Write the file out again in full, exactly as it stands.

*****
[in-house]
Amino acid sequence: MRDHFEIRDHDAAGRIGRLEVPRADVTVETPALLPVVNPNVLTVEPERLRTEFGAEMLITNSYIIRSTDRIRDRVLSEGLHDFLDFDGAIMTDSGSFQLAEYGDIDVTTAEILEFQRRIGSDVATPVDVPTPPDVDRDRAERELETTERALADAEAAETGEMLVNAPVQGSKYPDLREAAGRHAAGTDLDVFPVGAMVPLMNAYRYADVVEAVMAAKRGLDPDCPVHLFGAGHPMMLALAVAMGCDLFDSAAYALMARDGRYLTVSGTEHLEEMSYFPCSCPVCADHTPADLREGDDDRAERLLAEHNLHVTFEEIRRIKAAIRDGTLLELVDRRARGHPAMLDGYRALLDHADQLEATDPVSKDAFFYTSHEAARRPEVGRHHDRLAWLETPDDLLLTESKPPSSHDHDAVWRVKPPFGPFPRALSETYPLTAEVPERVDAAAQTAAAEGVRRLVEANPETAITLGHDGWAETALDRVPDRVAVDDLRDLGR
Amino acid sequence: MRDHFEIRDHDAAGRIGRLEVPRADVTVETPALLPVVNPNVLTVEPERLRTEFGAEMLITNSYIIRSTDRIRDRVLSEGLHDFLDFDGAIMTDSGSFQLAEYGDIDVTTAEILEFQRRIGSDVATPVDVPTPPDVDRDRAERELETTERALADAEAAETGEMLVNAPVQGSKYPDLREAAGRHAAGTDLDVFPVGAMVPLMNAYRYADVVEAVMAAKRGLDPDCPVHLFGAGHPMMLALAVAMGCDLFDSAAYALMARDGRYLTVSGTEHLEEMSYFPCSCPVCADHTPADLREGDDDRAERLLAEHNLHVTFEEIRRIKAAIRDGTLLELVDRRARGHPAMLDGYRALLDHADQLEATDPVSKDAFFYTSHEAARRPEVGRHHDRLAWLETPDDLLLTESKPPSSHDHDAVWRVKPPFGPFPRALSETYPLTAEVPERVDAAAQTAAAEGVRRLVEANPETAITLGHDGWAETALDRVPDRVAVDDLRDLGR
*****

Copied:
[in-house]
Amino acid sequence: MRDHFEIRDHDAAGRIGRLEVPRADVTVETPALLPVVNPNVLTVEPERLRTEFGAEMLITNSYIIRSTDRIRDRVLSEGLHDFLDFDGAIMTDSGSFQLAEYGDIDVTTAEILEFQRRIGSDVATPVDVPTPPDVDRDRAERELETTERALADAEAAETGEMLVNAPVQGSKYPDLREAAGRHAAGTDLDVFPVGAMVPLMNAYRYADVVEAVMAAKRGLDPDCPVHLFGAGHPMMLALAVAMGCDLFDSAAYALMARDGRYLTVSGTEHLEEMSYFPCSCPVCADHTPADLREGDDDRAERLLAEHNLHVTFEEIRRIKAAIRDGTLLELVDRRARGHPAMLDGYRALLDHADQLEATDPVSKDAFFYTSHEAARRPEVGRHHDRLAWLETPDDLLLTESKPPSSHDHDAVWRVKPPFGPFPRALSETYPLTAEVPERVDAAAQTAAAEGVRRLVEANPETAITLGHDGWAETALDRVPDRVAVDDLRDLGR
Amino acid sequence: MRDHFEIRDHDAAGRIGRLEVPRADVTVETPALLPVVNPNVLTVEPERLRTEFGAEMLITNSYIIRSTDRIRDRVLSEGLHDFLDFDGAIMTDSGSFQLAEYGDIDVTTAEILEFQRRIGSDVATPVDVPTPPDVDRDRAERELETTERALADAEAAETGEMLVNAPVQGSKYPDLREAAGRHAAGTDLDVFPVGAMVPLMNAYRYADVVEAVMAAKRGLDPDCPVHLFGAGHPMMLALAVAMGCDLFDSAAYALMARDGRYLTVSGTEHLEEMSYFPCSCPVCADHTPADLREGDDDRAERLLAEHNLHVTFEEIRRIKAAIRDGTLLELVDRRARGHPAMLDGYRALLDHADQLEATDPVSKDAFFYTSHEAARRPEVGRHHDRLAWLETPDDLLLTESKPPSSHDHDAVWRVKPPFGPFPRALSETYPLTAEVPERVDAAAQTAAAEGVRRLVEANPETAITLGHDGWAETALDRVPDRVAVDDLRDLGR